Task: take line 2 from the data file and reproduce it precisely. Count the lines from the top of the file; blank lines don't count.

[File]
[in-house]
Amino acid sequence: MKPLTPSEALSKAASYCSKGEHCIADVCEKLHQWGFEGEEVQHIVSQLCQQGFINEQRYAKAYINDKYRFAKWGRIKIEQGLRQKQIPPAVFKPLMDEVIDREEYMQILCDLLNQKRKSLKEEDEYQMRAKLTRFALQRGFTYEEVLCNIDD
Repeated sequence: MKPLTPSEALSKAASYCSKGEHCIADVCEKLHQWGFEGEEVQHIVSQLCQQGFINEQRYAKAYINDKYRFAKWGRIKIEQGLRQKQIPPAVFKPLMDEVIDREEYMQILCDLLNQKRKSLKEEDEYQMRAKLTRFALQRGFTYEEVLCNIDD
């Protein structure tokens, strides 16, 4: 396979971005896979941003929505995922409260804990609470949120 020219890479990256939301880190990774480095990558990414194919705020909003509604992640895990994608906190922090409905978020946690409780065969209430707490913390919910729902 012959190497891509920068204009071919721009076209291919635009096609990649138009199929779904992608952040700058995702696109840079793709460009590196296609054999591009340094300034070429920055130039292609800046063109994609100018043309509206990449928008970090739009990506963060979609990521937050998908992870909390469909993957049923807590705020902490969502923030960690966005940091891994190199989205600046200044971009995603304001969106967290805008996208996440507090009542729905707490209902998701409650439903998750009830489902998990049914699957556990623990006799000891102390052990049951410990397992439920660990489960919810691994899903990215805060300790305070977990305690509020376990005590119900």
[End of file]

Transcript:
Amino acid sequence: MKPLTPSEALSKAASYCSKGEHCIADVCEKLHQWGFEGEEVQHIVSQLCQQGFINEQRYAKAYINDKYRFAKWGRIKIEQGLRQKQIPPAVFKPLMDEVIDREEYMQILCDLLNQKRKSLKEEDEYQMRAKLTRFALQRGFTYEEVLCNIDD